I’ve taken some time off from blog writing. While my responsibilities at work contributed to my reduced personal time and online absence, the truth is I decided to simply take a break. Some of it was writer’s block but a lot of it was to get away from melanoma for a while.
This started at the first of the month when I spent an amazing birthday weekend with family. My dad and his wife headed on their annual migration from West Virginia to Florida and decided to spend a few days with my sister-in-law Debbie. She lives a few hours from my house, so my family and I decided to join the others at Debbie’s place for a reunion of sorts. You see, this was the first time the three of us (Dad, Debbie and I) have been together since Jeff’s death.
I had visited dad a few times either in WV or Florida…and we’ve visited with Debbie as well. But this was our first gathering of the three. In my over-analyzing thoughts, I wasn’t sure how the weekend would go. Our last such gathering…at Jeff’s funeral…was anything but enjoyable. Certainly memorable, but not for any reasons we wanted to remember. How would things be this time?
Gladly, it was spectacular. We laughed, we ate (Debbie cooked…yum!), we laughed some more. Debbie and I shared inside jokes that Jeff and I would have shared…Dad and I shared a few melancholy moments talking about my mom and brother…but none of the times spent together felt like any type of memorial. It was simply family time. It was great. It was cleansing.
The trip offered a bit of unexpected closure. Despite enjoyable visits with each since Jeff’s passing, there was always the pretense that Jeff was no longer around. There was almost a “let’s don’t discuss it” feel in the air. And as a result, there was always a presence of melanoma. Somehow, the black cancer would invade our time together and remind us that it had taken our loved one away.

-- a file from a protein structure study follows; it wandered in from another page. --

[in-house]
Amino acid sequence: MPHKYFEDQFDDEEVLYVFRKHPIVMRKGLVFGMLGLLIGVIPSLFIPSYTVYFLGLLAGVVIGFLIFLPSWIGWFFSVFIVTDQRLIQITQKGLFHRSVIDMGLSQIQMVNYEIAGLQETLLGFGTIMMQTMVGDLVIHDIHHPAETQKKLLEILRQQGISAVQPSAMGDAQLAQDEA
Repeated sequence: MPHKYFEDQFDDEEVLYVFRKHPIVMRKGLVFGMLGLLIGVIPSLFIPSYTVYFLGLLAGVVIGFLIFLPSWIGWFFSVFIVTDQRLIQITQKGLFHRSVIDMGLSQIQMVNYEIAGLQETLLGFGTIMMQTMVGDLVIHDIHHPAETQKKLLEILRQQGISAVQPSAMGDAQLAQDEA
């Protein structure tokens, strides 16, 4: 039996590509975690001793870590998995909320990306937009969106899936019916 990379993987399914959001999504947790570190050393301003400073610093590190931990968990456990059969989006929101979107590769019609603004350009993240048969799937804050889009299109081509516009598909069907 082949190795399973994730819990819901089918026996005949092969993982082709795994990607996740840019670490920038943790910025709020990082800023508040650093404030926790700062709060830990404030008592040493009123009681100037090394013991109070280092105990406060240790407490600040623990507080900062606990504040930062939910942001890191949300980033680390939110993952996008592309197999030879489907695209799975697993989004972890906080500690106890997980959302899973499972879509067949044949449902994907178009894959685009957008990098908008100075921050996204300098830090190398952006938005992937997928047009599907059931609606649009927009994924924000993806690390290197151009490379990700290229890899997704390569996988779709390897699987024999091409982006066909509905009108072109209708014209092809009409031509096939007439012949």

During this trip, we all talked and laughed about Jeff...about ourselves…about family. There was no feeling of an uninvited guest. There was no melanoma in our midst.
Ironically, my dad had been diagnosed with melanoma in situ a couple months earlier and had it removed. He showed off the scar (although very difficult to see) on his scalp where the cancer was removed. Perhaps this is why melanoma wasn’t present at our gathering. Yes, melanoma had invaded our family and taken one of us away. The next time it came, it was detected early and pushed away. While we respected it for the danger that it is, we were no longer afraid of it. And thus, it was not with us.
I embraced that feeling after leaving and decided not to drag melanoma along. I still followed and shared stories on Facebook and tried to keep up with the goings on of friends in the melanoma community, but otherwise, I remained silent and simply kept melanoma off my mind for awhile.
My work and the holidays will most likely keep me busy and possibly away from the keyboard for a few more weeks, but I’ve decided to renew my fight against melanoma. There is so much to do. Not just for the memory of Jeff, but to protect my children, who will become tenacious teenagers this coming year. Tanning bed legislation…sun safety education…fundraising events… Yes, so much to do.
And so much to be thankful for.
Note: The photo I share in this piece is actually a photo of a photo I spotted in Debbie's bedroom. It was taken back in 2000 or possibly earlier. That's me on the left, Jeff in the middle, and Dad on the right. This was one of the last Thanksgivings that we all spent together as my mom passed away in 2005 after my kids were born in 2002.